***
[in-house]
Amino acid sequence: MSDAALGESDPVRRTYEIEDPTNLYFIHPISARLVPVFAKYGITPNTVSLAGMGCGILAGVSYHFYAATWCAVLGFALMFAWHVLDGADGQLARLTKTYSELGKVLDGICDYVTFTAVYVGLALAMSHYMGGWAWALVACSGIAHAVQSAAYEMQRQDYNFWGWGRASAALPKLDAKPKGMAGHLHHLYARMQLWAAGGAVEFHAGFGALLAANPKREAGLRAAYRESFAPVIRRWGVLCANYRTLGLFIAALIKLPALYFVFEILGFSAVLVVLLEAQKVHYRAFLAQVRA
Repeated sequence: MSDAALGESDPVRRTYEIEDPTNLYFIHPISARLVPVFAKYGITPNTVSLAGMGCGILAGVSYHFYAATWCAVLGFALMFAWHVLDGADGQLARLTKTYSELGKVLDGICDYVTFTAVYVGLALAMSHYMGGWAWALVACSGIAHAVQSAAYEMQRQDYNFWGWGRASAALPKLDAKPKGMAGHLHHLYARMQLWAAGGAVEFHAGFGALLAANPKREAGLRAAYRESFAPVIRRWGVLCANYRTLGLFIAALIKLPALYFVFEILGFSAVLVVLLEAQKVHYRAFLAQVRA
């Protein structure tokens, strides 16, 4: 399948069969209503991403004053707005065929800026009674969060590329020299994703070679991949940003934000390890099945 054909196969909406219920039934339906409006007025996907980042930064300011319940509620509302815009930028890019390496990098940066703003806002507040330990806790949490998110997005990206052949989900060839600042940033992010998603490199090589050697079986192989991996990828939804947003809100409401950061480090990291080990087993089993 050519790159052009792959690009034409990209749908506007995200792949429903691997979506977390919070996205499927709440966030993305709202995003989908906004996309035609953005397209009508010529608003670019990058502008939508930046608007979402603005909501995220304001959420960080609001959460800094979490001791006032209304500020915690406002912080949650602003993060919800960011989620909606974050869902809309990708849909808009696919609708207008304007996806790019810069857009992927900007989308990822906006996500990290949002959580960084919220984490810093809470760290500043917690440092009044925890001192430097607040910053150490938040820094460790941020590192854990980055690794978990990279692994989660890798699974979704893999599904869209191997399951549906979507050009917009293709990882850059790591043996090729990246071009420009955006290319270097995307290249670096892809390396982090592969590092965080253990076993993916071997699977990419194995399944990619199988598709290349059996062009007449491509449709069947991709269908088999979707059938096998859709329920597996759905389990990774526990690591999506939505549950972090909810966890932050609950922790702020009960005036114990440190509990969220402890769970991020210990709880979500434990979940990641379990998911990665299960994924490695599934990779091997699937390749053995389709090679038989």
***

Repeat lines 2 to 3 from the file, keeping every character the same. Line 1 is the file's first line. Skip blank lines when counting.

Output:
Amino acid sequence: MSDAALGESDPVRRTYEIEDPTNLYFIHPISARLVPVFAKYGITPNTVSLAGMGCGILAGVSYHFYAATWCAVLGFALMFAWHVLDGADGQLARLTKTYSELGKVLDGICDYVTFTAVYVGLALAMSHYMGGWAWALVACSGIAHAVQSAAYEMQRQDYNFWGWGRASAALPKLDAKPKGMAGHLHHLYARMQLWAAGGAVEFHAGFGALLAANPKREAGLRAAYRESFAPVIRRWGVLCANYRTLGLFIAALIKLPALYFVFEILGFSAVLVVLLEAQKVHYRAFLAQVRA
Repeated sequence: MSDAALGESDPVRRTYEIEDPTNLYFIHPISARLVPVFAKYGITPNTVSLAGMGCGILAGVSYHFYAATWCAVLGFALMFAWHVLDGADGQLARLTKTYSELGKVLDGICDYVTFTAVYVGLALAMSHYMGGWAWALVACSGIAHAVQSAAYEMQRQDYNFWGWGRASAALPKLDAKPKGMAGHLHHLYARMQLWAAGGAVEFHAGFGALLAANPKREAGLRAAYRESFAPVIRRWGVLCANYRTLGLFIAALIKLPALYFVFEILGFSAVLVVLLEAQKVHYRAFLAQVRA